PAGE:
Blindsided by Priscilla Cummings tells the story of Natalie, a typical teenage girl whose world is rocked by the news that she will be completely blind within a matter of months due to glaucoma. Natalie leaves her family farm and local high school to attend a state school for the blind several hours away. Once there, she meets an interesting and diverse group of fellow students who both encourage and annoy her.
The book touches on the very real bonds that form when a bunch of teenagers are together night and day for a whole school year (and that’s coming from someone who met some of her very best friends—and her husband—at a place like this). I also loved that, as in real life, blindness was not the most important thing about any of the characters.
The author spent a year studying the culture and environment at her state’s school for the blind before writing Blindsided and it absolutely showed! She had a real “insider perspective” that came out in the way she casually mentioned common rules of a school for the blind (at least in my experience). For example, Natalie had to pass a test with her Orientation and Mobility (cane) instructor to be allowed to leave the school (a big rite of passage). When she first arrived, she also worked with a mentor who helped her find her classes and settle in at the school.
Beyond the topic of blindness, the book also gives a teen perspective on some very serious (and universal) topics including rape, drug use, and (more positively) friendship.
I absolutely love this book! Like Natalie, I began losing my vision as a high school student (though not from glaucoma) and based on my experience, Natalie’s emotions were spot-on. I seriously could have been reading my own journal as Natalie described her denial (“This won’t really happen to me, will it?”) her self-image (“I mean I’m not like these people, I’m not really blind.”) and her bargaining with God.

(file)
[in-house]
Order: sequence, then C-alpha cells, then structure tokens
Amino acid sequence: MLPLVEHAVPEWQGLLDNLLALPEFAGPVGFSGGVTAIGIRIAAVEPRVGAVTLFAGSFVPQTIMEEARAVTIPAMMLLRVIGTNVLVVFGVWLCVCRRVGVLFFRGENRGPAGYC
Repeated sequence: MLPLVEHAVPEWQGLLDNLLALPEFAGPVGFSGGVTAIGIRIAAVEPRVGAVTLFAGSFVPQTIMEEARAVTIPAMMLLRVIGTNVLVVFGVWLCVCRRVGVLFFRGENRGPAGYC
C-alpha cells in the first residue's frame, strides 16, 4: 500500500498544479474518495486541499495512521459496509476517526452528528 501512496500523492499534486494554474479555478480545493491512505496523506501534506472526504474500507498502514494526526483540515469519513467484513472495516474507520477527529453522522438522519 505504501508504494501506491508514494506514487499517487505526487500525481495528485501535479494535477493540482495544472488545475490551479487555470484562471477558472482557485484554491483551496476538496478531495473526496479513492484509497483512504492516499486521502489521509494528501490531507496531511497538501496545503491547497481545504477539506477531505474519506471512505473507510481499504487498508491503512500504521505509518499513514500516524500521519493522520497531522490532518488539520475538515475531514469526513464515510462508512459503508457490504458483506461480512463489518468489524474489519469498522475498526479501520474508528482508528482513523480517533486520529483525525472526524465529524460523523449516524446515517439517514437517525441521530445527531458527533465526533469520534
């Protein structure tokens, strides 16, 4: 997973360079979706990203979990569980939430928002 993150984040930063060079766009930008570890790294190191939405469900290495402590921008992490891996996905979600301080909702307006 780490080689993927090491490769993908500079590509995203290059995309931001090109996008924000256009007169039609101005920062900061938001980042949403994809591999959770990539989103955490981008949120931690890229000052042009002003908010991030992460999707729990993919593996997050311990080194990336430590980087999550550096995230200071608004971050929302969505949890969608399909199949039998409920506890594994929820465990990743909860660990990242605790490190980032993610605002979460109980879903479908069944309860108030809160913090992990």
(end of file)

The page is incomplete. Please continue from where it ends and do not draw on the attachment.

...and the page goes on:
That being said, there were a few moments that made me cringe. Unfortunately, this book does contain the awkward “can I feel your face” scene that pop culture seems determined to work into every book, movie or television show with a character who is blind. Seriously, imagine being a teenaged girl with pimples and oily skin. Now ask yourself, would you allow a teen boy (who you may possibly like) to touch said face … blind people don’t really do that, people.
I also thought that although in my experience Natalie felt all the “right” feelings of a teenager losing her vision she sort of sped through the process. In the course of one nine-month school year she received the news she would go blind, changed schools, experienced denial, bargaining, and grief, and made it all the way to acceptance in time to have a whole other traumatic experience (not related to blindness) by the end of the school year. (Yes, a lot happened in this book.)
Natalie acquired her “blindness skills” (braille, cane use, etc.) a little faster than is strictly realistic too, but I think this is forgivable considering the time constraints of a book and that it’s not key to the plot in any way.
Overall, this was the best books depicting blindness that I have ever read. Yes, there are some corny moments, but the relationships and emotions are so authentic that it completely makes up for it. I highly recommend you give it a read!